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Natural Gas Weekly Update

for week ending October 23, 2019   |  Release date:  October 24, 2019   |  Next release:  October 31, 2019   |   Previous weeks


JUMP TO: In The News | Overview | Prices/Supply/Demand | Storage

In the News:

Natural gas inventories surpass five-year average for the first time in two years

Working natural gas inventories in the Lower 48 states totaled 3,519 billion cubic feet (Bcf) for the week ending October 11, 2019, according to the U.S. Energy Information Administration’s (EIA) Weekly Natural Gas Storage Report (WNGSR). That reporting period was the first week that Lower 48 states’ working gas inventories exceeded the previous five-year average since September 22, 2017, ending a 106-week streak of lower-than-average natural gas inventories. The surplus to the five-year average grew for the second week in row in the subsequent report week. Working gas inventories totaled 3,606 Bcf, or 28 Bcf higher than the five-year average as of October 18. Weekly injections have surpassed the five-year average for the past 10 weeks in a row, exceeding typical weekly injections for that time of year by about 19% on average. Continued strength in natural gas production could result in continued growth in the surplus to the five-year average in coming weeks.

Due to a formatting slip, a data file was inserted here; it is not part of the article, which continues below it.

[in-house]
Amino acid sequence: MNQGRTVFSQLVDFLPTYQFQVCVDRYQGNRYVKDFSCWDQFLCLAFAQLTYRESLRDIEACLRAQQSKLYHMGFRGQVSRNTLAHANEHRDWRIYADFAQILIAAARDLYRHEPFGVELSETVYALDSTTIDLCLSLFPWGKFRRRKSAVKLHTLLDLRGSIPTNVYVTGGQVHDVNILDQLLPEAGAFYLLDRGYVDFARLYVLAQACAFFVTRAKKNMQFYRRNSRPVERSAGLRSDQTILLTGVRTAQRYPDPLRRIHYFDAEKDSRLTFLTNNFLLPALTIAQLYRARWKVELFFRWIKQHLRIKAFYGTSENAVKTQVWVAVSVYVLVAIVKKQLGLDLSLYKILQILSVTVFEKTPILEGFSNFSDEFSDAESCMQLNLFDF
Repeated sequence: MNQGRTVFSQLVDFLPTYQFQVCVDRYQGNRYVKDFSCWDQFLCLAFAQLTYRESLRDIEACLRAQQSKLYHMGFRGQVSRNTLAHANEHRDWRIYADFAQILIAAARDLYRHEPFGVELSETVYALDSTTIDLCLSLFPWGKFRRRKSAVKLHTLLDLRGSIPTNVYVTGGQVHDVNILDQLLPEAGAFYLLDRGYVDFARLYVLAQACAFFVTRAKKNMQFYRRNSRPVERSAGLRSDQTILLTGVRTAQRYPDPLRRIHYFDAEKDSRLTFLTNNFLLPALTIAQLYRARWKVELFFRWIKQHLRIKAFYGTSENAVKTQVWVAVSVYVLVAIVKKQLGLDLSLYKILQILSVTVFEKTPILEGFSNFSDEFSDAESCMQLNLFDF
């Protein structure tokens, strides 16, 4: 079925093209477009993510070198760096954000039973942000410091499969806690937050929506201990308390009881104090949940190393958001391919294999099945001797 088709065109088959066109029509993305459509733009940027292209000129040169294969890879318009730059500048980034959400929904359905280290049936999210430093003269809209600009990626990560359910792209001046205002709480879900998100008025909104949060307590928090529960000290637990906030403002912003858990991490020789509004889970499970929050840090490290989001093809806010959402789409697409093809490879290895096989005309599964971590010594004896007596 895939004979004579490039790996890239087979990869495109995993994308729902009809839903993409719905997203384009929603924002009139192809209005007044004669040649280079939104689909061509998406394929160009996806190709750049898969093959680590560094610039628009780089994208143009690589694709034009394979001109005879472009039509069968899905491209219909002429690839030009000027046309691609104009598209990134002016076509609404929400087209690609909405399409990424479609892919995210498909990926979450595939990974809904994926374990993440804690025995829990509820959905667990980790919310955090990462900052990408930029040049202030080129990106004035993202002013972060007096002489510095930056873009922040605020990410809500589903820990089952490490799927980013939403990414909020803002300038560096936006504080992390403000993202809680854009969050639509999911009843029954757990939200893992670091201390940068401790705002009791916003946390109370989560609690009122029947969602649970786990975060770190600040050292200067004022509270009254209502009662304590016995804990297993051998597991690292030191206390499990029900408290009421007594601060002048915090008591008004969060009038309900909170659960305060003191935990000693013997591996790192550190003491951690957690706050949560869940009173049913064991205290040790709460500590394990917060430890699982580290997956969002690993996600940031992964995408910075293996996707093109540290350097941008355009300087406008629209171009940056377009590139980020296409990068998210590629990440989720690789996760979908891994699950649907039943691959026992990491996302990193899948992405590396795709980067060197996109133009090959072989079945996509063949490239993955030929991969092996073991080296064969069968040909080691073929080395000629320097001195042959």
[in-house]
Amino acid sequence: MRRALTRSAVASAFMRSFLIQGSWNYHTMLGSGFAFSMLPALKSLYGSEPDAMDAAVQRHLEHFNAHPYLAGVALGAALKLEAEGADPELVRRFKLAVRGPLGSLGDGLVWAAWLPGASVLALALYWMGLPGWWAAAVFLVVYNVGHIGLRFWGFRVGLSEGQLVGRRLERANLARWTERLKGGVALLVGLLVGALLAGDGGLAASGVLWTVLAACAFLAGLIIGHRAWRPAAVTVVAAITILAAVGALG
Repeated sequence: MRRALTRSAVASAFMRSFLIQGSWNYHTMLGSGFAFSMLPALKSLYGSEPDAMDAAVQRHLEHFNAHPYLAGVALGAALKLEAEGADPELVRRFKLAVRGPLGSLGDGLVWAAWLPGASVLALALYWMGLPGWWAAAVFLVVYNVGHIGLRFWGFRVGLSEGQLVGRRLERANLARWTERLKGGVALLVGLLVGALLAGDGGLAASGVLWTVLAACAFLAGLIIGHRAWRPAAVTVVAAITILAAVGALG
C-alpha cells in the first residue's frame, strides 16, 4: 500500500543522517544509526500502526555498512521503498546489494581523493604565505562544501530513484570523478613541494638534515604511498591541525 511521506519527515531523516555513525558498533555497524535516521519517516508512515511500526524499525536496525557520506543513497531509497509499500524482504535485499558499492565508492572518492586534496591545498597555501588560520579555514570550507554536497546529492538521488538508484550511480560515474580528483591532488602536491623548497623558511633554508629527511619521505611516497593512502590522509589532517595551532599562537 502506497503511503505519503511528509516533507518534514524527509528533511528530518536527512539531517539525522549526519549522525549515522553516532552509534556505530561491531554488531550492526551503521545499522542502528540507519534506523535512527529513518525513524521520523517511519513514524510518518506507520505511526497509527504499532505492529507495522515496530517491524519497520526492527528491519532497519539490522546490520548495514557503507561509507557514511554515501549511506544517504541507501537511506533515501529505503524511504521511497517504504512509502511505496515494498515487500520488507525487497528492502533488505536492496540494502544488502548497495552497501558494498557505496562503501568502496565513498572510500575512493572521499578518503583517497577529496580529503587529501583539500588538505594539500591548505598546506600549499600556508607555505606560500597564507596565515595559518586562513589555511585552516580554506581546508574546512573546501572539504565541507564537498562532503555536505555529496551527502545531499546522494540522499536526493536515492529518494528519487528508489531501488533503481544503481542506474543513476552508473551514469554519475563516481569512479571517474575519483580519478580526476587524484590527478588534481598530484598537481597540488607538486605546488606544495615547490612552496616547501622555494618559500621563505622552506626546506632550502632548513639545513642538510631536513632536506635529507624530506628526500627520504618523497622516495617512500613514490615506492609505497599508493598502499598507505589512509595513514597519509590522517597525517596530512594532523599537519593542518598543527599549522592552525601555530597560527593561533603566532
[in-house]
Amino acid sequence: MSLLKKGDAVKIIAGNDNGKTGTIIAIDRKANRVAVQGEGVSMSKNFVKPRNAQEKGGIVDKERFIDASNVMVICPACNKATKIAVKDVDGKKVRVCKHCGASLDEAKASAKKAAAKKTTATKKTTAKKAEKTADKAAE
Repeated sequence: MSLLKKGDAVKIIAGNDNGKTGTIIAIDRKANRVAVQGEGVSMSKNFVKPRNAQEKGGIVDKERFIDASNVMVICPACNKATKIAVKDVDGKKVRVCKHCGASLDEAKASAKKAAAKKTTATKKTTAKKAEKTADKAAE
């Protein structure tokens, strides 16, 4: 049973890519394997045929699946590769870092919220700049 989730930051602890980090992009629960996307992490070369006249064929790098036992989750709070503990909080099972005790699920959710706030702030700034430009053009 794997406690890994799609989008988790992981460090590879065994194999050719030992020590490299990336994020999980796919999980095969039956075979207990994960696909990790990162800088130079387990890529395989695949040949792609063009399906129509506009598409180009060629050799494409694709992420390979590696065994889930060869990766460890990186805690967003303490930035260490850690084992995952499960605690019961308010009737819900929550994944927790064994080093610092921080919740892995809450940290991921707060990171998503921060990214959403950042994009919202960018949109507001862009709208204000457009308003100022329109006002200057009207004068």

The deficit also decreased because last year’s low inventory levels are now included in the previous five-year average. For this week, the preceding five-year average is about 124 Bcf lower than it was for the same week last year.

The figure shows working gas stocks in the Lower 48 states expressed as the difference from the preceding five-year average. The shaded regions in the figure represent the refill (injection) season, which typically runs from April through October, and the unshaded regions are the withdrawal (heating) season, which runs from November through the following March. The circled numbers represent specific time periods and associated circumstances